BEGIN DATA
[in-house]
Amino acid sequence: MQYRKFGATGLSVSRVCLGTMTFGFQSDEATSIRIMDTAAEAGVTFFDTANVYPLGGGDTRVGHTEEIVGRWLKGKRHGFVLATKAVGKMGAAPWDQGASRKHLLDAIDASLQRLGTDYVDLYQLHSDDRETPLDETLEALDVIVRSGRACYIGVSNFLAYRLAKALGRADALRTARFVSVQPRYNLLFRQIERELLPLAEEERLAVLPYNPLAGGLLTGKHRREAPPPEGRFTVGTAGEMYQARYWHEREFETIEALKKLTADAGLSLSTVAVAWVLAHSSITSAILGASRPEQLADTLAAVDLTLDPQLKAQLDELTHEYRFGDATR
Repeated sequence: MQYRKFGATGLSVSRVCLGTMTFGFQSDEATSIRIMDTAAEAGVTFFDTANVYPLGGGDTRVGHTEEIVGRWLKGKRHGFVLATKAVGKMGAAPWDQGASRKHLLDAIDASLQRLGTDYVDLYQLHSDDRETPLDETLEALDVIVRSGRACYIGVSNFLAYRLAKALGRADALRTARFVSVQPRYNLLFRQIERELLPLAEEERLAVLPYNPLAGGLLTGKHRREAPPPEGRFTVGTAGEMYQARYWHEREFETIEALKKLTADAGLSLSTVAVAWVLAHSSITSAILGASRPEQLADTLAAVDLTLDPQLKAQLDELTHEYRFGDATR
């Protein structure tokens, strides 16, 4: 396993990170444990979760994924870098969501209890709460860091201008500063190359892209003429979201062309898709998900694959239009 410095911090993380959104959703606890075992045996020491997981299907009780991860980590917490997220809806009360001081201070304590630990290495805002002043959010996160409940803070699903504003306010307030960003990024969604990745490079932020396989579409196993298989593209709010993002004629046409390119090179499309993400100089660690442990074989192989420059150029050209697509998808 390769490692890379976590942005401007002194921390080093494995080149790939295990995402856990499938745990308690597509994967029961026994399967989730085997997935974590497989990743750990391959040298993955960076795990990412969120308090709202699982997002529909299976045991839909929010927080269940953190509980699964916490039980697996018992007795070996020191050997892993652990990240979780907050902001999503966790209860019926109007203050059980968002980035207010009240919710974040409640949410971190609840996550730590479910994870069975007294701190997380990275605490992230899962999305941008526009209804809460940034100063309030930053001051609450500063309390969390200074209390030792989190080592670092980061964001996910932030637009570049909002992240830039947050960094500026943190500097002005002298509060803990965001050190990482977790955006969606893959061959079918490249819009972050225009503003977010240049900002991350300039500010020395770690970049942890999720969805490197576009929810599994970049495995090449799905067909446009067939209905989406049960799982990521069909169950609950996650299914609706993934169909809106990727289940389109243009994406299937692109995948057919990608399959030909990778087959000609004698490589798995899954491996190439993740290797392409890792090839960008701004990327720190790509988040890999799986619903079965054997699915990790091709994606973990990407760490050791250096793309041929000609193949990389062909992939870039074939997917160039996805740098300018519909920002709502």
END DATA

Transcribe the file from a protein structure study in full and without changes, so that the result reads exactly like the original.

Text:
[in-house]
Amino acid sequence: MQYRKFGATGLSVSRVCLGTMTFGFQSDEATSIRIMDTAAEAGVTFFDTANVYPLGGGDTRVGHTEEIVGRWLKGKRHGFVLATKAVGKMGAAPWDQGASRKHLLDAIDASLQRLGTDYVDLYQLHSDDRETPLDETLEALDVIVRSGRACYIGVSNFLAYRLAKALGRADALRTARFVSVQPRYNLLFRQIERELLPLAEEERLAVLPYNPLAGGLLTGKHRREAPPPEGRFTVGTAGEMYQARYWHEREFETIEALKKLTADAGLSLSTVAVAWVLAHSSITSAILGASRPEQLADTLAAVDLTLDPQLKAQLDELTHEYRFGDATR
Repeated sequence: MQYRKFGATGLSVSRVCLGTMTFGFQSDEATSIRIMDTAAEAGVTFFDTANVYPLGGGDTRVGHTEEIVGRWLKGKRHGFVLATKAVGKMGAAPWDQGASRKHLLDAIDASLQRLGTDYVDLYQLHSDDRETPLDETLEALDVIVRSGRACYIGVSNFLAYRLAKALGRADALRTARFVSVQPRYNLLFRQIERELLPLAEEERLAVLPYNPLAGGLLTGKHRREAPPPEGRFTVGTAGEMYQARYWHEREFETIEALKKLTADAGLSLSTVAVAWVLAHSSITSAILGASRPEQLADTLAAVDLTLDPQLKAQLDELTHEYRFGDATR
């Protein structure tokens, strides 16, 4: 396993990170444990979760994924870098969501209890709460860091201008500063190359892209003429979201062309898709998900694959239009 410095911090993380959104959703606890075992045996020491997981299907009780991860980590917490997220809806009360001081201070304590630990290495805002002043959010996160409940803070699903504003306010307030960003990024969604990745490079932020396989579409196993298989593209709010993002004629046409390119090179499309993400100089660690442990074989192989420059150029050209697509998808 390769490692890379976590942005401007002194921390080093494995080149790939295990995402856990499938745990308690597509994967029961026994399967989730085997997935974590497989990743750990391959040298993955960076795990990412969120308090709202699982997002529909299976045991839909929010927080269940953190509980699964916490039980697996018992007795070996020191050997892993652990990240979780907050902001999503966790209860019926109007203050059980968002980035207010009240919710974040409640949410971190609840996550730590479910994870069975007294701190997380990275605490992230899962999305941008526009209804809460940034100063309030930053001051609450500063309390969390200074209390030792989190080592670092980061964001996910932030637009570049909002992240830039947050960094500026943190500097002005002298509060803990965001050190990482977790955006969606893959061959079918490249819009972050225009503003977010240049900002991350300039500010020395770690970049942890999720969805490197576009929810599994970049495995090449799905067909446009067939209905989406049960799982990521069909169950609950996650299914609706993934169909809106990727289940389109243009994406299937692109995948057919990608399959030909990778087959000609004698490589798995899954491996190439993740290797392409890792090839960008701004990327720190790509988040890999799986619903079965054997699915990790091709994606973990990407760490050791250096793309041929000609193949990389062909992939870039074939997917160039996805740098300018519909920002709502």